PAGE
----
Metabolic Differences Between Endothelial Cells in PH Phenotypes Explained

This new study aimed to identify metabolic differences in endothelial cells in pulmonary arterial hypertension and chronic thromboembolic pulmonary hypertension (PH) to aid in the development of novel therapeutic approaches.

A new study has compared endothelial cells (ECs) from patients with 2 pulmonary hypertension (PH) phenotypes, pulmonary arterial hypertension (PAH) and chronic thromboembolic pulmonary hypertension (CTEPH), to provide insight into the pathophysiology of each.

In all, there are 5 clinical types of PH: PAH, CTEPH, PH associated with lung disease and/or hypoxia, PH with unclear or multifactorial mechanisms, and PH due to left heart disease (the most common subtype). PAH and CTEPH are both characterized by obstructive vasculopathy.

In PAH, endothelial dysfunction and metabolic changes involving increased glycolysis are key aspects of the condition’s pathophysiology. Problematic hyperproliferative, death-resistant cells in PAH are supported by the increased glycolysis.

CTEPH is a severe form of PH in which mean pulmonary arterial pressure (mPAP) rises due to thrombotic lesions in pulmonary arteries that go unresolved despite treatment with anticoagulant therapy. Less is known about ECs in patients with CTEPH.

“To date, exact molecular and metabolic mechanisms, similarities, and divergences between PAH and CTEPH and regulatory pathways behind vascular remodeling and disease progression are not fully resolved,” the study authors wrote in Scientific Reports.

In general, the pulmonary vascular endothelium is key in maintaining homeostasis in blood vessels. EC dysfunction is associated with endothelial stimulation or injury, which can also affect cellular metabolism and pulmonary vascular remodeling. Increased cellular reproduction, angiogenesis, and a phenotype of cells that are pro survival can result from EC metabolic alterations and worsen vascular disease.

The study isolated ECs from the vascular tissue of 18 patients—12 with CTEPH and 6 with PAH—during pulmonary endarterectomy or lung transplantation. All of the patients with PAH and 8 with CTEPH were treated with targeted PAH therapy, and the remaining 4 CTEPH patients did not receive PAH-specific treatment. The EC cells were assessed with a quantitative polymerase chain reaction assay to measure mRNA levels of metabolic genes.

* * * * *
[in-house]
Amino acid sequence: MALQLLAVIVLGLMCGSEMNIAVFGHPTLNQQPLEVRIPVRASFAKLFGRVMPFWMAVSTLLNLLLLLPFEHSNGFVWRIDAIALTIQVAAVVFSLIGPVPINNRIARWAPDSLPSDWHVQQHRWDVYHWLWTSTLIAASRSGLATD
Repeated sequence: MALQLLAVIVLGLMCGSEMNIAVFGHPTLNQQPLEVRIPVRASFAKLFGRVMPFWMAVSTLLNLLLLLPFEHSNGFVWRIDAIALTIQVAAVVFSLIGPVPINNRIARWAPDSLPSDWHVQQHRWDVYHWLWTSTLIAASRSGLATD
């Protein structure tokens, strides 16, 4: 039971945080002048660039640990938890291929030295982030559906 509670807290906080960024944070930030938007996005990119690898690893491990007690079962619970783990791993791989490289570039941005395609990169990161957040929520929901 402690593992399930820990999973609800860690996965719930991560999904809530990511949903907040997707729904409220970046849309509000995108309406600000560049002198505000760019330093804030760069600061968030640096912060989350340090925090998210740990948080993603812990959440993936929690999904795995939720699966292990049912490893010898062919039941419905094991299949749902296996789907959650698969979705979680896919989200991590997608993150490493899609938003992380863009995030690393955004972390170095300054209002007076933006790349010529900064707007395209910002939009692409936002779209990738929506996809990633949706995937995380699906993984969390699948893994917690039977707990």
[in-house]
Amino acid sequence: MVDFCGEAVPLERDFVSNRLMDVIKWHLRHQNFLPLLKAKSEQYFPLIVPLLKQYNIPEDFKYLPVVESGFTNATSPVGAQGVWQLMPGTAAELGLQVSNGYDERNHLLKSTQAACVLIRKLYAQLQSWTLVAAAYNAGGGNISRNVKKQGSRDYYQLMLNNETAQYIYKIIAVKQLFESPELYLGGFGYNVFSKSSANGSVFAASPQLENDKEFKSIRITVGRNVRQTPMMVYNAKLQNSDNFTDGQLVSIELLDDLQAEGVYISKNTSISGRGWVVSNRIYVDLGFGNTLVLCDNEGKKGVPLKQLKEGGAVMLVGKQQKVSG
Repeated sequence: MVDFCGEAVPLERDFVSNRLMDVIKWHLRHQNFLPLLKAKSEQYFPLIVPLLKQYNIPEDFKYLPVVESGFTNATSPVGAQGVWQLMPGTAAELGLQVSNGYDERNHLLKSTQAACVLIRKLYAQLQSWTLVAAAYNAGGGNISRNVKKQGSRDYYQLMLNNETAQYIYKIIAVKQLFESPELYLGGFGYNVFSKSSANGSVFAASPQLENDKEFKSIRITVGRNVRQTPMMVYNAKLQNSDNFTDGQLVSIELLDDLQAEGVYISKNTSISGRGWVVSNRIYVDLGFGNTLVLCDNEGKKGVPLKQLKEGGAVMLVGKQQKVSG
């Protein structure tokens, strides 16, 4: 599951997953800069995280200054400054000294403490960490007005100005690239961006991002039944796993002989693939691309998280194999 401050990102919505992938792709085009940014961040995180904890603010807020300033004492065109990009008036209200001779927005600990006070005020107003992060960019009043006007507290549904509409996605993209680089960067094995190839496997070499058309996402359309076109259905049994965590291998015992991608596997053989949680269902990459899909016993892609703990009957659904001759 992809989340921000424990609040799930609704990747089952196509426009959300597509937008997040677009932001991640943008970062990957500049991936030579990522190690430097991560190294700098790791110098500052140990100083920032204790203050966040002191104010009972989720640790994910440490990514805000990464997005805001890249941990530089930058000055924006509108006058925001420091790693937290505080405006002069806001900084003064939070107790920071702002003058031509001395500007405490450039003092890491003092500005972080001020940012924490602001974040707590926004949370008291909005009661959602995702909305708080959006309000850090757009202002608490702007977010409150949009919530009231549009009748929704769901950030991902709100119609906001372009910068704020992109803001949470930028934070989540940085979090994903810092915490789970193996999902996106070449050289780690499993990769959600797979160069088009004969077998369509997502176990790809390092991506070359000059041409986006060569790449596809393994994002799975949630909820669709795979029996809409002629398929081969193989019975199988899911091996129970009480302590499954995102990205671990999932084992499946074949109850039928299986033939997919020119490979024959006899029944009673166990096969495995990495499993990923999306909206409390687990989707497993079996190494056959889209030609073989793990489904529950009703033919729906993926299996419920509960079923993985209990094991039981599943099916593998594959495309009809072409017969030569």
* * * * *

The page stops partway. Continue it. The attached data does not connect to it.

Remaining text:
ECs from patients with CTEPH (CTEPH-ECs) and those from patients with PAH (PAH-ECs) showed differing reliance on glycolysis, with PAH-ECs showing higher expression of enzymes that are glycolytic and higher levels of oxidative phosphorylation complexes. In addition, glutamine metabolism, which is potentially involved in PAH pathology, was altered in the CTEPH-ECs in this study.

“Accordingly, a substantially different metabolic profile at the level of glycolysis, oxidative phosphorylation, and glutamine metabolism is present in PAH-ECs compared to CTEPH-ECs and suggests differences in molecular mechanisms and regulatory pathways that could be important in the disease pathology and treatment,” the authors wrote.

Compared with healthy cells and with PAH-ECs, CTEPH-ECs appear to be associated with metabolic impingements that may involve lower glycolysis and glutaminolysis. Given that this study found upregulation in glycolytic genes in PAH-ECs, the findings regarding CTEPH-ECs suggest different metabolic profiles between these disease subtypes.

The ECs in were treated with the metabolic inhibitors 3PO, DCA, BPTES, and UK-5099 to see whether the differences between the cell metabolisms could affect the cells’ viability after treatment. PAH-ECs were more affected when treated with 3PO, DCA, and BPTES compared with other cells, likely due to the higher glycolytic and glutamine-related enzyme levels in these cells. In CTEPH-ECs, however, blocking glycolysis may not be beneficial.

The authors concluded, “More studies are needed to better understand the importance of reduced glycolysis and glutaminolysis in CTEPH-ECs and whether such differences may lead to the development of novel therapeutic approaches to treat CTEPH.”


Smolders VFED, Rodríguez C, Blanco I, et al. Metabolic profile in endothelial cells of chronic thromboembolic pulmonary hypertension and pulmonary arterial hypertension. Sci Rep. Published online February 10, 2022. doi:10.1038/s41598-022-06238-z

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